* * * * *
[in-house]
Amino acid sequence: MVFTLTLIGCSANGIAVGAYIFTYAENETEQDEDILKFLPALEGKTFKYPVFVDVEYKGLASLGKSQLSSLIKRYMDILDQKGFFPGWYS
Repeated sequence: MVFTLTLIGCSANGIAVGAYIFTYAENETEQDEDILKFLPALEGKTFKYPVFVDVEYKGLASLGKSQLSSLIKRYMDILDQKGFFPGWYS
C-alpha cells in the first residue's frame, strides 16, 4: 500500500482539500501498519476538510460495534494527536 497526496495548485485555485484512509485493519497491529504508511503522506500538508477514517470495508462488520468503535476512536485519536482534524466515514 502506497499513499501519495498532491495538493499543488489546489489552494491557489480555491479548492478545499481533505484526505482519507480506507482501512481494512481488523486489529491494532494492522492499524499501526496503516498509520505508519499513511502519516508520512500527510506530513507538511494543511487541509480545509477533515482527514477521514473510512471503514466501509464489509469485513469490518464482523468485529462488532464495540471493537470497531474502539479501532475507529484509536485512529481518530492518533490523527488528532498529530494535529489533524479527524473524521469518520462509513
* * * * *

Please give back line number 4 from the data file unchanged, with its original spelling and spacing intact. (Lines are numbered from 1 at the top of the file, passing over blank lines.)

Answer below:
C-alpha cells in the first residue's frame, strides 16, 4: 500500500482539500501498519476538510460495534494527536 497526496495548485485555485484512509485493519497491529504508511503522506500538508477514517470495508462488520468503535476512536485519536482534524466515514 502506497499513499501519495498532491495538493499543488489546489489552494491557489480555491479548492478545499481533505484526505482519507480506507482501512481494512481488523486489529491494532494492522492499524499501526496503516498509520505508519499513511502519516508520512500527510506530513507538511494543511487541509480545509477533515482527514477521514473510512471503514466501509464489509469485513469490518464482523468485529462488532464495540471493537470497531474502539479501532475507529484509536485512529481518530492518533490523527488528532498529530494535529489533524479527524473524521469518520462509513